CIA Director John Brennan predicted Thursday that a resilient ISIS will retain its ability to launch and inspire attacks on the U.S. and the West despite the "accelerated" efforts of the Pentagon to inflict a battlefield defeat on the terror group.
"Unfortunately, despite all our progress against ISIL on the battlefield and in the financial realm, our efforts have not reduced the group's terrorism capability and global reach," Brennan said, using another acronym for the Islamic State of Iraq and Syria.
"In fact, as the pressure mounts on ISIL, we judge that it will intensify its global terror campaign to maintain its dominance of the global terrorism agenda," he said.
Brennan's pessimistic tone in prepared remarks for testimony to the Senate Intelligence Committee contrasted with the upbeat assessments from Defense Secretary Ashton Carter and the White House that portrayed ISIS as a hollowed out organization losing ground in Iraq and Syria whose lasting defeat was inevitable.
Despite its losses, "ISIL has a large cadre of Western fighters who could potentially serve as operatives for attacks in the West," and the group was improving its ability to smuggle them into the West hidden in refugee flows or by using the legitimate passports of foreign fighters attracted to the group, Brennan told the Committee.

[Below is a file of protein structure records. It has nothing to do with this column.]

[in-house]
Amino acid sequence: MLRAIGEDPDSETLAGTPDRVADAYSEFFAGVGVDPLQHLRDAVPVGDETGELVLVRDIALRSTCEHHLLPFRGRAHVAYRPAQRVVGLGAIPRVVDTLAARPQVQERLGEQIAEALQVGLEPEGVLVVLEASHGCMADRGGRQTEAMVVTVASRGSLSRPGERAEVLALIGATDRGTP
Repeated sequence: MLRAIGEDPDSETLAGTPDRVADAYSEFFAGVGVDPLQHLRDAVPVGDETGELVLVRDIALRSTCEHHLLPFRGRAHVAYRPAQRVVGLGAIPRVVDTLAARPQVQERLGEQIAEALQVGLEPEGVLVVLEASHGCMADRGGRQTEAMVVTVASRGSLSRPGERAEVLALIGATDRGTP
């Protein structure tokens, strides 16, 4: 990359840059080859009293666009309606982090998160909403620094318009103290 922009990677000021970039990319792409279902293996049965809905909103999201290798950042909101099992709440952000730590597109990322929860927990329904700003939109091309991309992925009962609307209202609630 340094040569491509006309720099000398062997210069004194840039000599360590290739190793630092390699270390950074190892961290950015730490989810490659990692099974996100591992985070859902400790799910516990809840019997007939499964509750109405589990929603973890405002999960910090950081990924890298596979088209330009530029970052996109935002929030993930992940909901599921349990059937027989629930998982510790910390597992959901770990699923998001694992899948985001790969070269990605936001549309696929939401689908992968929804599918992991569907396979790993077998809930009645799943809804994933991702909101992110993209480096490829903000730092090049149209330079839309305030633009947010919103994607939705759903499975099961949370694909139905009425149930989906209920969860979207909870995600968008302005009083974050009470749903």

In addition, the organization is making progress in streamlining its network of influence over its various branches in Libya and elsewhere, Brennan said. The branch in Libya is likely the most advanced, he said, and the ISIS offshoot in the Sinai has become the "most active and capable terrorist group in Egypt."
Brennan acknowledged that two years of airstrikes and the billions spent on training local forces for the fight against ISIS were having limited success.
"On the battlefields of Syria and Iraq, the U.S-led coalition has made important progress against ISIL," he said. "The group appears to be a long way from realizing the vision that Abu Bakr al-Baghdadi laid out when he declared the "caliphate" two years ago in Mosul."
"Several notable indicators are trending in the right direction. ISIL has lost large stretches of territory in both Syria and Iraq. Its finance and media operations have been squeezed. And it has struggled to replenish its ranks of fighters, in part because fewer foreign fighters are traveling to Syria," Brennan said.
However, ISIS remained a "formidable adversary" for the long term, as evidenced by the "heinous act of wanton violence that was perpetrated against innocents in Orlando, Florida, last weekend," Brennan said.
On the battlefield, "we anticipate that the group will adjust its strategy and tactics in an effort to regain momentum. In the coming months, we can expect ISIL to probe the front lines of its adversaries for weaknesses, to harass the forces that are holding the cities it previously controlled, and to conduct terror attacks against its enemies in Iraq and Syria," Brennan said.
--Richard Sisk can be reached at Richard.Sisk@Military.com.